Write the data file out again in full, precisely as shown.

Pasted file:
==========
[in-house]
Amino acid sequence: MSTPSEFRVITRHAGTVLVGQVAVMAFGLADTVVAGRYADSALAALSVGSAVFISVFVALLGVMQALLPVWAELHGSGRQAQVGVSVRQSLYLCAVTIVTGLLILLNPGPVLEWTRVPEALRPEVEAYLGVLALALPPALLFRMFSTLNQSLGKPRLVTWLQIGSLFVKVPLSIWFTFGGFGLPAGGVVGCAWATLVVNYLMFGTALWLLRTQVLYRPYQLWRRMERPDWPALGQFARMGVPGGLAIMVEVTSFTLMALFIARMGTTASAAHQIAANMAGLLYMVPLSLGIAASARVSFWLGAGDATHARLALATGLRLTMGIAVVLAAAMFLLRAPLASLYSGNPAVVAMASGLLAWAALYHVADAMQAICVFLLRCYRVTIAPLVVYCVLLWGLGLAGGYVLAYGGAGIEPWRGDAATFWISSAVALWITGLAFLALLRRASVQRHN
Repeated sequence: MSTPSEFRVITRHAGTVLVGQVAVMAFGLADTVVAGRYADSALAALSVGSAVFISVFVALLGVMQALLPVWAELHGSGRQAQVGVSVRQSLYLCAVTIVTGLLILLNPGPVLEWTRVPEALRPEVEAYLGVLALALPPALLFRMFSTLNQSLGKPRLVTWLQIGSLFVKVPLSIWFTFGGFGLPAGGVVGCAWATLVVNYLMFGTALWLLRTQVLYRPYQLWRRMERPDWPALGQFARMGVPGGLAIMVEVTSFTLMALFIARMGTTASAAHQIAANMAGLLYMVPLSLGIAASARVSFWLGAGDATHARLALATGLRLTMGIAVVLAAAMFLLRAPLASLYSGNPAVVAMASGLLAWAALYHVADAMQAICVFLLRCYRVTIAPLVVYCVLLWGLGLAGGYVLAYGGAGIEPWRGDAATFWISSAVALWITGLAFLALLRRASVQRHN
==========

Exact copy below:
[in-house]
Amino acid sequence: MSTPSEFRVITRHAGTVLVGQVAVMAFGLADTVVAGRYADSALAALSVGSAVFISVFVALLGVMQALLPVWAELHGSGRQAQVGVSVRQSLYLCAVTIVTGLLILLNPGPVLEWTRVPEALRPEVEAYLGVLALALPPALLFRMFSTLNQSLGKPRLVTWLQIGSLFVKVPLSIWFTFGGFGLPAGGVVGCAWATLVVNYLMFGTALWLLRTQVLYRPYQLWRRMERPDWPALGQFARMGVPGGLAIMVEVTSFTLMALFIARMGTTASAAHQIAANMAGLLYMVPLSLGIAASARVSFWLGAGDATHARLALATGLRLTMGIAVVLAAAMFLLRAPLASLYSGNPAVVAMASGLLAWAALYHVADAMQAICVFLLRCYRVTIAPLVVYCVLLWGLGLAGGYVLAYGGAGIEPWRGDAATFWISSAVALWITGLAFLALLRRASVQRHN
Repeated sequence: MSTPSEFRVITRHAGTVLVGQVAVMAFGLADTVVAGRYADSALAALSVGSAVFISVFVALLGVMQALLPVWAELHGSGRQAQVGVSVRQSLYLCAVTIVTGLLILLNPGPVLEWTRVPEALRPEVEAYLGVLALALPPALLFRMFSTLNQSLGKPRLVTWLQIGSLFVKVPLSIWFTFGGFGLPAGGVVGCAWATLVVNYLMFGTALWLLRTQVLYRPYQLWRRMERPDWPALGQFARMGVPGGLAIMVEVTSFTLMALFIARMGTTASAAHQIAANMAGLLYMVPLSLGIAASARVSFWLGAGDATHARLALATGLRLTMGIAVVLAAAMFLLRAPLASLYSGNPAVVAMASGLLAWAALYHVADAMQAICVFLLRCYRVTIAPLVVYCVLLWGLGLAGGYVLAYGGAGIEPWRGDAATFWISSAVALWITGLAFLALLRRASVQRHN